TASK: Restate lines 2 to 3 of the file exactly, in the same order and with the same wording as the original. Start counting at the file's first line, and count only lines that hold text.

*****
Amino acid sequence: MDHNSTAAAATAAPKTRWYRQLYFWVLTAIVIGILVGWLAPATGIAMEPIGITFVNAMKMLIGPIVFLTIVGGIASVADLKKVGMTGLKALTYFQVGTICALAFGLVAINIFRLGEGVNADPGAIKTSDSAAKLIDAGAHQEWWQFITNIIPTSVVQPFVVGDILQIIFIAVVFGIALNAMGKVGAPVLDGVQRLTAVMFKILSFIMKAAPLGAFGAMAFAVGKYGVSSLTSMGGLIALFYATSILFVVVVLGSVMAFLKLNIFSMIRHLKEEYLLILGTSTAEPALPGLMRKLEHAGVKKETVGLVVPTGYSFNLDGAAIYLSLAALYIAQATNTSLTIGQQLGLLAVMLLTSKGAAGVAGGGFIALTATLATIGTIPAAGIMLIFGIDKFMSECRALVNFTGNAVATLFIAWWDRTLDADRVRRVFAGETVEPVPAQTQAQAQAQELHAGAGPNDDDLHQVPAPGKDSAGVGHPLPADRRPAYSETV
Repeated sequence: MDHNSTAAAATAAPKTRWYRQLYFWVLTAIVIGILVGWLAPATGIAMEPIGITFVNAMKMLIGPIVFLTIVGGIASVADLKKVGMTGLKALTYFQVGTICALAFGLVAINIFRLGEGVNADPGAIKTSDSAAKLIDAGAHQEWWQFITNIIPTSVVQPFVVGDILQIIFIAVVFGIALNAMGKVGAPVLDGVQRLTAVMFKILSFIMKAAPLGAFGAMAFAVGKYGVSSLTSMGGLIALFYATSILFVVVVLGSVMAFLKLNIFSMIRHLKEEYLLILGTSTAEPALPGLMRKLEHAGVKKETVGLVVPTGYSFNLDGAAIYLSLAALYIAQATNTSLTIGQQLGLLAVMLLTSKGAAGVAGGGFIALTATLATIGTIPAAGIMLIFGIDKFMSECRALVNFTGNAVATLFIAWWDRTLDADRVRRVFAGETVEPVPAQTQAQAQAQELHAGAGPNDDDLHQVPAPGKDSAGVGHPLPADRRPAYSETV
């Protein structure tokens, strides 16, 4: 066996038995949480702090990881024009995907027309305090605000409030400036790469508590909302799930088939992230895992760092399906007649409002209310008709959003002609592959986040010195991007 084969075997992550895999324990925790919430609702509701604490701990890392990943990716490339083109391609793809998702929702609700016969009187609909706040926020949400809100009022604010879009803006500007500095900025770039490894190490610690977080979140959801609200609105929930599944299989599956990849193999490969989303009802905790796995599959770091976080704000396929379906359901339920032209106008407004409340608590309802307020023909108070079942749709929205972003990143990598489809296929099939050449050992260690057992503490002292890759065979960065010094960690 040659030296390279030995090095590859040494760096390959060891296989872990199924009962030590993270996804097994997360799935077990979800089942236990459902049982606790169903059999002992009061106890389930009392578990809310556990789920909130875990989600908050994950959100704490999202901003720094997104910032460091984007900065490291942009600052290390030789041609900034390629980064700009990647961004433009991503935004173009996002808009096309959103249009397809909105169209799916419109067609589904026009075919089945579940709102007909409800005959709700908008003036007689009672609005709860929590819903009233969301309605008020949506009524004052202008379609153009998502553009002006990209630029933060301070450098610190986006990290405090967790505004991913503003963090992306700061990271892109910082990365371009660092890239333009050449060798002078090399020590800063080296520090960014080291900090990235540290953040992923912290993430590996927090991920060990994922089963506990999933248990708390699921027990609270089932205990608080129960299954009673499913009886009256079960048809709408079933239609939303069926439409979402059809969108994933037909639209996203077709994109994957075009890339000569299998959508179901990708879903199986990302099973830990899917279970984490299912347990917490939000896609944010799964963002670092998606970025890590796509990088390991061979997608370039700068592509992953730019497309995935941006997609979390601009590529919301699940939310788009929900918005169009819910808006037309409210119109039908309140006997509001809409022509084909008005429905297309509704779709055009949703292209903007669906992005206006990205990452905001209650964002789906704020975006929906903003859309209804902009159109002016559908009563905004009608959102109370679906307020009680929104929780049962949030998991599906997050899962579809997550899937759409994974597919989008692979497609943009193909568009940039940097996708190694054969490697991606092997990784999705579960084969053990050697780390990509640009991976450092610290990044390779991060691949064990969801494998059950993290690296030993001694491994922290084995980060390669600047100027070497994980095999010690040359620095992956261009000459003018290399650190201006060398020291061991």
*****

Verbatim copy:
Repeated sequence: MDHNSTAAAATAAPKTRWYRQLYFWVLTAIVIGILVGWLAPATGIAMEPIGITFVNAMKMLIGPIVFLTIVGGIASVADLKKVGMTGLKALTYFQVGTICALAFGLVAINIFRLGEGVNADPGAIKTSDSAAKLIDAGAHQEWWQFITNIIPTSVVQPFVVGDILQIIFIAVVFGIALNAMGKVGAPVLDGVQRLTAVMFKILSFIMKAAPLGAFGAMAFAVGKYGVSSLTSMGGLIALFYATSILFVVVVLGSVMAFLKLNIFSMIRHLKEEYLLILGTSTAEPALPGLMRKLEHAGVKKETVGLVVPTGYSFNLDGAAIYLSLAALYIAQATNTSLTIGQQLGLLAVMLLTSKGAAGVAGGGFIALTATLATIGTIPAAGIMLIFGIDKFMSECRALVNFTGNAVATLFIAWWDRTLDADRVRRVFAGETVEPVPAQTQAQAQAQELHAGAGPNDDDLHQVPAPGKDSAGVGHPLPADRRPAYSETV
């Protein structure tokens, strides 16, 4: 066996038995949480702090990881024009995907027309305090605000409030400036790469508590909302799930088939992230895992760092399906007649409002209310008709959003002609592959986040010195991007 084969075997992550895999324990925790919430609702509701604490701990890392990943990716490339083109391609793809998702929702609700016969009187609909706040926020949400809100009022604010879009803006500007500095900025770039490894190490610690977080979140959801609200609105929930599944299989599956990849193999490969989303009802905790796995599959770091976080704000396929379906359901339920032209106008407004409340608590309802307020023909108070079942749709929205972003990143990598489809296929099939050449050992260690057992503490002292890759065979960065010094960690 040659030296390279030995090095590859040494760096390959060891296989872990199924009962030590993270996804097994997360799935077990979800089942236990459902049982606790169903059999002992009061106890389930009392578990809310556990789920909130875990989600908050994950959100704490999202901003720094997104910032460091984007900065490291942009600052290390030789041609900034390629980064700009990647961004433009991503935004173009996002808009096309959103249009397809909105169209799916419109067609589904026009075919089945579940709102007909409800005959709700908008003036007689009672609005709860929590819903009233969301309605008020949506009524004052202008379609153009998502553009002006990209630029933060301070450098610190986006990290405090967790505004991913503003963090992306700061990271892109910082990365371009660092890239333009050449060798002078090399020590800063080296520090960014080291900090990235540290953040992923912290993430590996927090991920060990994922089963506990999933248990708390699921027990609270089932205990608080129960299954009673499913009886009256079960048809709408079933239609939303069926439409979402059809969108994933037909639209996203077709994109994957075009890339000569299998959508179901990708879903199986990302099973830990899917279970984490299912347990917490939000896609944010799964963002670092998606970025890590796509990088390991061979997608370039700068592509992953730019497309995935941006997609979390601009590529919301699940939310788009929900918005169009819910808006037309409210119109039908309140006997509001809409022509084909008005429905297309509704779709055009949703292209903007669906992005206006990205990452905001209650964002789906704020975006929906903003859309209804902009159109002016559908009563905004009608959102109370679906307020009680929104929780049962949030998991599906997050899962579809997550899937759409994974597919989008692979497609943009193909568009940039940097996708190694054969490697991606092997990784999705579960084969053990050697780390990509640009991976450092610290990044390779991060691949064990969801494998059950993290690296030993001694491994922290084995980060390669600047100027070497994980095999010690040359620095992956261009000459003018290399650190201006060398020291061991």